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CLOSING REMARKS

N.P.Tarasova

Russian Academy of Science

This workshop was characterized by active participation of the attendees and proved of importance in further improving cooperation between ecological scientists and nongovernmental organizations. Reports of the Russian side showed that nongovernmental organizations have become real participants in dialogues during the decision-making process at local and regional levels all over the country from the Pacific Ocean to the Baltic and Barents Seas. The experience of the “Siberian Agreement” demonstrates the possibility of involving significant scientific centers for realization of large international projects. The Kemerovo and Khabarovsk research centers of the Russian Academy of Sciences strongly contribute to establishing problem priorities, and they actively collaborate with social organizations in educational endeavors. The workshop agenda coincides with a priority set by Agenda 21, by other UN documents concerning sustainable development, and by instruction documents of UNESCO. All speakers and discussants especially stressed the importance of scientific education and help in interpretation of complex new interdisciplinary problems. We are very interested in the experience of the Hampshire Institute, a nongovernmental organization developing software for assessment of hazards due to different chemical pollutants in food and environment. Joint projects adapting this software for Russia can meet with support in our regions. Without doubt the experience of our American colleagues in database technologies would be very useful for us in making information available to everyone.

Reports devoted to interaction with the mass media, social organizations, and decision-makers were of significant mutual interest. Undoubtedly, the reports by Professors Kraft and Kokhanova and by Ms. O’Connell gave food for thought.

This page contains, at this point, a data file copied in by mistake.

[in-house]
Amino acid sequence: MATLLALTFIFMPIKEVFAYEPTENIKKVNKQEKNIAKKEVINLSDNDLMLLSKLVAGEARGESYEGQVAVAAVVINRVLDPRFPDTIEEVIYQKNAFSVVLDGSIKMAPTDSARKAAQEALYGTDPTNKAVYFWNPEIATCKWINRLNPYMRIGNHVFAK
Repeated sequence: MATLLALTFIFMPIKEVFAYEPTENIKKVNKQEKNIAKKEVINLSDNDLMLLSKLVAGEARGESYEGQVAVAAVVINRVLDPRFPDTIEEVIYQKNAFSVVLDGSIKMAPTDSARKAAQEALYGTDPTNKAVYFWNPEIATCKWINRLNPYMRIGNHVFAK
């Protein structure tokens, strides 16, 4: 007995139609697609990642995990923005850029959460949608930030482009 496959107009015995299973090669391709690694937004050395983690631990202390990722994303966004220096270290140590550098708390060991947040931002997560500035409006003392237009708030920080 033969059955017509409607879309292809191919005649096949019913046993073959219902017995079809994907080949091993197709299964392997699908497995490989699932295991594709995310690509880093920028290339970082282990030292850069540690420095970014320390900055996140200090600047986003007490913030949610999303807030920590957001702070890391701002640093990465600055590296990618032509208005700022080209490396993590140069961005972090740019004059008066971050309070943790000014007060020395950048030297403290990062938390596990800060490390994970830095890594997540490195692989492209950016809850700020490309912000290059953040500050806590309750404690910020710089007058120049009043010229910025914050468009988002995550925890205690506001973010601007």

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OCR for page 195
The Role of Environmental NGOs: Russian Challenges American Lessons - Proceedings of a Workshop CLOSING REMARKS N.P.Tarasova Russian Academy of Science This workshop was characterized by active participation of the attendees and proved of importance in further improving cooperation between ecological scientists and nongovernmental organizations. Reports of the Russian side showed that nongovernmental organizations have become real participants in dialogues during the decision-making process at local and regional levels all over the country from the Pacific Ocean to the Baltic and Barents Seas. The experience of the “Siberian Agreement” demonstrates the possibility of involving significant scientific centers for realization of large international projects. The Kemerovo and Khabarovsk research centers of the Russian Academy of Sciences strongly contribute to establishing problem priorities, and they actively collaborate with social organizations in educational endeavors. The workshop agenda coincides with a priority set by Agenda 21, by other UN documents concerning sustainable development, and by instruction documents of UNESCO. All speakers and discussants especially stressed the importance of scientific education and help in interpretation of complex new interdisciplinary problems. We are very interested in the experience of the Hampshire Institute, a nongovernmental organization developing software for assessment of hazards due to different chemical pollutants in food and environment. Joint projects adapting this software for Russia can meet with support in our regions. Without doubt the experience of our American colleagues in database technologies would be very useful for us in making information available to everyone. Reports devoted to interaction with the mass media, social organizations, and decision-makers were of significant mutual interest. Undoubtedly, the reports by Professors Kraft and Kokhanova and by Ms. O’Connell gave food for thought.

OCR for page 195
The Role of Environmental NGOs: Russian Challenges American Lessons - Proceedings of a Workshop These themes can serve also as research areas for joint projects. All the participants came out in favor of continuation of such workshops. I expect the Cooperation Section of the Russian Academy of Sciences Scientific Council on Ecological Problems and Emergency Events will take into account these wishes in their planning for 2001. In conclusion, I would like to turn to comments by Dr. Gibbons. He expressed his thought that the scientist’s duty is to explain to the society outward phenomena, being based on the most advanced scientific concepts. It is a challenging task to help people make proper decisions in a condition of global indeterminacy and continuously changing environments. The coming millennium will be characterized by the increasing importance of quality of life, human health, and education. Natural resources are finite, but knowledge and development of human intelligence are infinite. Let me wish all colleagues every success in this important field.